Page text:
2008 FORMULA 1 SINGTEL SINGAPORE GRAND PRIX
- 4.4 million
- Singapore dollar
- First Grand Prix
- GMT +8
- English, Malay, Chinese
- Buddhist 42%, Muslim, Christian and other 58%
- Visa / Passport Requirements
Why not go! The Singapore Grand Prix is Formula One racing’s first ever night race, staged on an exciting new 5.067-kilometre (3.148-mile) street track in the heart of this colourful and cosmopolitan city.
The race will be floodlit, and the bright lights of the city’s financial centre in the background are sure to give the race a unique atmosphere.
“I’ve only driven the track in a road car and in quite heavy traffic,” says Red Bull Racing’s Mark Webber. “But from what I could tell, it’s going to be an interesting challenge, and much faster than Monaco. The track is quite wide in places and there will be a couple of places where we’ll be travelling quickly.
“There are safety issues with the race being run at night, especially if it’s raining - which it often does in this region of the world! But the FIA have done a lot of tests and say that visibility will be okay.”
The track will make use of two bridges across the harbour, the famous Padang Park and the permanent pits complex is being built alongside the ‘Singapore Flyer’, the city state’s answer to the London Eye Ferris wheel.
Did you know? At just 684 square kilometres (264 square miles), Singapore is the smallest country in South East Asia.
Singapore’s Changi Airport, 20 kilometres east of the city, is an extremely impressive facility. Its 160 shops and 80 restaurants make it a delight for passengers, who can fly to virtually anywhere in the world. There are 185 destinations from Changi, in 58 countries.
The quickest way from the airport into the city is via the Modern Mass Rapid Transit (MRT) rail system. Trains leave every 12 minutes and the journey time into City Hall Station is just 27 minutes.
With the MRT at your disposal, as well as endless bus services and taxis, you don’t need to hire a car in Singapore. And when you can’t get any further by public transport, go by foot.
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Singapore is a clean city; in fact it’s so spotless that you can’t buy chewing gum, just in case the temptation to litter the streets is too great. While in Singapore, you’d do well to respect each of the Republic’s five ideals, as depicted on their national flag: democracy, peace, equality, justice and progress.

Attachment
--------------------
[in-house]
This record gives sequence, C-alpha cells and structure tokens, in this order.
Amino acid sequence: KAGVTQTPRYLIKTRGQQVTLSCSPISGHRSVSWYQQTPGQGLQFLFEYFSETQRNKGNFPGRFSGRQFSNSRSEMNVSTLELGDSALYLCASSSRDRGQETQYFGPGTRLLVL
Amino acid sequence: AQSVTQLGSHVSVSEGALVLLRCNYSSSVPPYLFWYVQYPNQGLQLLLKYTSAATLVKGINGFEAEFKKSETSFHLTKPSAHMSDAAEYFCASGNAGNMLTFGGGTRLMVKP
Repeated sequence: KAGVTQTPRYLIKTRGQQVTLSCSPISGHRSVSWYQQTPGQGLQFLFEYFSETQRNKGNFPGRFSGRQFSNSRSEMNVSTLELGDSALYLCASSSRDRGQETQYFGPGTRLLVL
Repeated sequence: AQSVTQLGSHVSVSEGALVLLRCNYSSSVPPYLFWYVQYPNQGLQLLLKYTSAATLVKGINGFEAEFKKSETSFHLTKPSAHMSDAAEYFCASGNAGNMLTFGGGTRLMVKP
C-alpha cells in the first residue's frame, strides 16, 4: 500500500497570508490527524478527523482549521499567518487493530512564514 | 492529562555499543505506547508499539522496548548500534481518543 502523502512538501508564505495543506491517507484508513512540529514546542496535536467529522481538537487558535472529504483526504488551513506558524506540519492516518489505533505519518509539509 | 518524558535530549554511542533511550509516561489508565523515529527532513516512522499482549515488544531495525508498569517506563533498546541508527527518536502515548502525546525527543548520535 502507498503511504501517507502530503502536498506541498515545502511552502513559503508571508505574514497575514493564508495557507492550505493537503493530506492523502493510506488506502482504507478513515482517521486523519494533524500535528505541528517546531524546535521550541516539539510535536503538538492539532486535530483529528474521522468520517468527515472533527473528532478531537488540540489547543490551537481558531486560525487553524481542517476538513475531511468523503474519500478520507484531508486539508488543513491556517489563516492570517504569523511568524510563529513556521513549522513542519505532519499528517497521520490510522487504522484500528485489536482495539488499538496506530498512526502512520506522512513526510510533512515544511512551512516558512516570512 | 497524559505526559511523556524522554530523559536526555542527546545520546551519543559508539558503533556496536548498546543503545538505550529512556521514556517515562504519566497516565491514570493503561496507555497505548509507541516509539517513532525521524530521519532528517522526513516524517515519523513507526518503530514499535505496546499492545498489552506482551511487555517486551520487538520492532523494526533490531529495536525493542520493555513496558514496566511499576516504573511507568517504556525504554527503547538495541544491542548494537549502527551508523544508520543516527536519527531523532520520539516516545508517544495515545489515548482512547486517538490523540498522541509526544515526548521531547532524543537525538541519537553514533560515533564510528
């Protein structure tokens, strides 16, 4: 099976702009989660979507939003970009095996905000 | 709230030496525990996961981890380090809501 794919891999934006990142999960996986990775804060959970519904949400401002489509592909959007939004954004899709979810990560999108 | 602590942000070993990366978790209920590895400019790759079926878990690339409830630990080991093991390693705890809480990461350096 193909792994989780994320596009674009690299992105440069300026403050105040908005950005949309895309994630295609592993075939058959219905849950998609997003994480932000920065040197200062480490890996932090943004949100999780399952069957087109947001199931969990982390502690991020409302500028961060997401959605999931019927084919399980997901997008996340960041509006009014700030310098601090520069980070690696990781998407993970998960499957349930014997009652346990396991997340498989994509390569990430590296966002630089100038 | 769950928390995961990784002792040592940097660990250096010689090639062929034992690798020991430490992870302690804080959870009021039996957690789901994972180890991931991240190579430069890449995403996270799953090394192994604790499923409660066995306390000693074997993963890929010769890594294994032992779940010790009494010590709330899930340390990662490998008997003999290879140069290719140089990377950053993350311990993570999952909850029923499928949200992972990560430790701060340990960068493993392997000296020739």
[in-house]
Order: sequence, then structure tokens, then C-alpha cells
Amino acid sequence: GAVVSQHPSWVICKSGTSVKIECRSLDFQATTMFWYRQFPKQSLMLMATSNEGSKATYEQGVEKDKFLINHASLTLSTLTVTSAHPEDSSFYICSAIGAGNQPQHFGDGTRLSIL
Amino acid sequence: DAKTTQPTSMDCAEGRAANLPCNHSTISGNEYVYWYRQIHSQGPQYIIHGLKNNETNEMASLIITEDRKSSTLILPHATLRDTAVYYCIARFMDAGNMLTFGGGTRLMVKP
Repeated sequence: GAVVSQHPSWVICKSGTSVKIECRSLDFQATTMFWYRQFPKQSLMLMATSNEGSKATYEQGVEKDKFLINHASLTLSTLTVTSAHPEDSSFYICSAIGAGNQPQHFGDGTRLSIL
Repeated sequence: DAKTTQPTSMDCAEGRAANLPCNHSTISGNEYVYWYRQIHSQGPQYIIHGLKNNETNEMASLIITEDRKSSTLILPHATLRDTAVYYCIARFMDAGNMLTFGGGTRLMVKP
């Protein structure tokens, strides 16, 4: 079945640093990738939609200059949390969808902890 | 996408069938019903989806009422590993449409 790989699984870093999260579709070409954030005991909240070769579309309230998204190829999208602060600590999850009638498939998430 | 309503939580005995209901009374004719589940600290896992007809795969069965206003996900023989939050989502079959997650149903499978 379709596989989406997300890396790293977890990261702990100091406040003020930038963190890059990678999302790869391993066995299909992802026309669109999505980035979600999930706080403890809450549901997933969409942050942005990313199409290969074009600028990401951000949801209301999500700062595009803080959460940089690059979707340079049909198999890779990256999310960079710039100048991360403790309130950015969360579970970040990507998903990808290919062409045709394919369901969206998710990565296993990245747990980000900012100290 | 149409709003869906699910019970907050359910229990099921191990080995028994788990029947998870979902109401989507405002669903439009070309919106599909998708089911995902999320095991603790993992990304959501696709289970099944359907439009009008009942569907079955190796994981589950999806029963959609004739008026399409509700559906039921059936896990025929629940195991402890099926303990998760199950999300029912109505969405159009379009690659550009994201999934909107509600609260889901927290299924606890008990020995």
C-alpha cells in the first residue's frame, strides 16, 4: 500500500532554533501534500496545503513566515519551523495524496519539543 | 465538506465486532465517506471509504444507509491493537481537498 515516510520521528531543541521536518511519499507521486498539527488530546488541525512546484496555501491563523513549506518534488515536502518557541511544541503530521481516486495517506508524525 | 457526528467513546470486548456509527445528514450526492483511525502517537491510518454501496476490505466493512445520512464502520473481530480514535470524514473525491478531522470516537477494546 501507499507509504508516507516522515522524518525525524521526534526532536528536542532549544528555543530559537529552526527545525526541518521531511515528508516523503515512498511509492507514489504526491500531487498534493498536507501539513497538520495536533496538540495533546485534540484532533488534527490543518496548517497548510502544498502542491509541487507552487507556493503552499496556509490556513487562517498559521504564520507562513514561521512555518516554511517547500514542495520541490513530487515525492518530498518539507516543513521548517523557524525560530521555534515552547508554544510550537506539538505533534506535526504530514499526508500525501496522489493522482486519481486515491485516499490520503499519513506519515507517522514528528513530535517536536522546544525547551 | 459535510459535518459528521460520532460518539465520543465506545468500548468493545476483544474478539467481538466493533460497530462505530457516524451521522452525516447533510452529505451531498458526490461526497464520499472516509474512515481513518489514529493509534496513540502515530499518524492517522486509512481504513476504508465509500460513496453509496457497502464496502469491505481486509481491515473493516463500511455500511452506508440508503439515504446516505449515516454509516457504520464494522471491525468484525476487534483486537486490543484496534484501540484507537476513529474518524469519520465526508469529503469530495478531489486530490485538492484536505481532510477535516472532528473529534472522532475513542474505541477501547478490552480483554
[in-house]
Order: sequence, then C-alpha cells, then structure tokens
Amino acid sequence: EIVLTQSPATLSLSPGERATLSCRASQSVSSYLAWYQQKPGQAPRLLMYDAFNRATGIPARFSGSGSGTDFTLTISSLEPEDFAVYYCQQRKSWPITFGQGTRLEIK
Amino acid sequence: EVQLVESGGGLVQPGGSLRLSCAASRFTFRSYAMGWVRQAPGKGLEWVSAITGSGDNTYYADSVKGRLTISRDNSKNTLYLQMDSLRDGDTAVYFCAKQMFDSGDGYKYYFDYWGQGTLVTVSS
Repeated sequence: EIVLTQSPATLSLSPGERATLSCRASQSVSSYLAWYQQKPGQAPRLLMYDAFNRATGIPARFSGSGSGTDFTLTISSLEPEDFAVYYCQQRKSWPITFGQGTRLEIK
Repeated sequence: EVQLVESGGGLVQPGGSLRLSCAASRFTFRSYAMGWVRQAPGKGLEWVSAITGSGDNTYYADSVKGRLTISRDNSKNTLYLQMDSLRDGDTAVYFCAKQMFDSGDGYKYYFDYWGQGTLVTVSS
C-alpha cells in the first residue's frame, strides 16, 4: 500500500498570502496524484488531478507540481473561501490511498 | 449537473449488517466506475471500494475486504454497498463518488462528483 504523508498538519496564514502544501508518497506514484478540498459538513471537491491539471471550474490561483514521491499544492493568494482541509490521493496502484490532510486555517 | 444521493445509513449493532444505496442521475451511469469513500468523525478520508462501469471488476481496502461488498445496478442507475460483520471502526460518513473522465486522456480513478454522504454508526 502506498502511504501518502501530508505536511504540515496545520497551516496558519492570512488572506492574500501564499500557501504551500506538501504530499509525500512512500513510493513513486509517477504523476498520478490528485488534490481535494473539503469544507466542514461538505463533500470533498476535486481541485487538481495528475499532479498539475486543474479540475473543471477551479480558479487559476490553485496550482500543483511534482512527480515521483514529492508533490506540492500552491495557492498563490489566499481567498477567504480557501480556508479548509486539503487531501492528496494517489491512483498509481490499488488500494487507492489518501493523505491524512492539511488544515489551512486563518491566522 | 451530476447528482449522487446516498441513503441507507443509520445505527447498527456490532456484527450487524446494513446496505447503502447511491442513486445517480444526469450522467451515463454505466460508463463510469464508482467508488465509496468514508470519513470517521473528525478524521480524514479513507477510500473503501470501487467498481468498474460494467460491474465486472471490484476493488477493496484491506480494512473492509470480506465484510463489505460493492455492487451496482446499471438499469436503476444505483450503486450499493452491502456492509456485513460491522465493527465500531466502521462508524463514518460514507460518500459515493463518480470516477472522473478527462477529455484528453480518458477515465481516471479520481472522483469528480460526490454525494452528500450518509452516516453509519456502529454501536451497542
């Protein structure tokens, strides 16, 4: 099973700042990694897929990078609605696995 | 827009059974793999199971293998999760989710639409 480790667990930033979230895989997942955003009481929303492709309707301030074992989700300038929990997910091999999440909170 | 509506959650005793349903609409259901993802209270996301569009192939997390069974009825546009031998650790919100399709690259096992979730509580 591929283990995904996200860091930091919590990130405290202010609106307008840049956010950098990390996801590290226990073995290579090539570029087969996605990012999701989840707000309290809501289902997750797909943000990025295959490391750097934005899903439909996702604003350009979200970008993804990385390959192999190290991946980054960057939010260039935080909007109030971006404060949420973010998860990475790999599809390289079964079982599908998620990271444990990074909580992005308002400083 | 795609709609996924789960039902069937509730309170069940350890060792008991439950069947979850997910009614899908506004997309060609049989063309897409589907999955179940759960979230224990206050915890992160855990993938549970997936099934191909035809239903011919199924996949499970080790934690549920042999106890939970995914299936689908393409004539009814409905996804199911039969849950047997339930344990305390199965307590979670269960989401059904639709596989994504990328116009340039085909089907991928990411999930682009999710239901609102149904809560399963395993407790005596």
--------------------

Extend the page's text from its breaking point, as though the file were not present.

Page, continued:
You can keep up to speed with all the action throughout the weekend by hiring a Kangaroo TV handset at the circuit, which offers access to several channels of live video, audio and data content.
Where to go?
If you’re a fan of Far Eastern metropolitan life, you’ll love Singapore. There are two renowned shopping/entertainment malls, the Marina Square and Sentosa Island. When you’ve had enough of shopping or watching movies, you can head to the Como Shambhala Spa, where some of the oldest methods of spiritual and physical growth are practised.
Eating out is also a delight, with food to suit every palette. For the most eclectic mix of restaurants, head to the Dempsey Road enclave; it used to be known for its antique teak furniture, but the majority of those shops now serve food and drink. The Wine Company (Block 14-3 Dempsey Road) specialise in wine and pizzas, Samy’s Restaurant (25 Dempsey Road) is famed for its fish-head curry, while the Dempsey Hut (130E Minden Road) offers an outdoor bar in which to enjoy the balmy tropical weather.
Where to stay?
F1’s high flyers will no doubt try to get a room at the exclusive Raffles Hotel on Beach Road. It was recently voted at number 40 in the list of the world’s best hotels and, consequently, staying there does not come cheaply.
All of the other big hotel chains can be found in the city, based around Orchard Road, which is Singapore’s equivalent to Fifth Avenue. If, however, you’re on a budget - and all rooms at Grand Prix time are inevitably likely to be at a premium - try a youth hostel. They’ll be clean and (relatively) cheap.
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Singapore consists of 63 islands, including mainland Singapore, so why not head to one of these for some sun and sand? More than 23 percent of the land consists of rainforest and nature reserves, giving the intrepid explorer a chance to see South East Asia at its best.
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Cast your minds back to 1973, to the last motor race staged in Singapore. Back then, the Singapore Grand Prix was run on public roads for Formula Libre cars, but was axed after deaths in successive years.
You could also make the short trip to Kuala Lumpur and check out the Sepang International Circuit, home to the Malaysian Grand Prix.
|Fri 26 September 2008|
|Friday Practice 1||19:00 - 20:30|
|Friday Practice 2||21:30 - 23:00|
|Sat 27 September 2008|
|Saturday Practice||19:00 - 20:00|
|Sun 28 September 2008|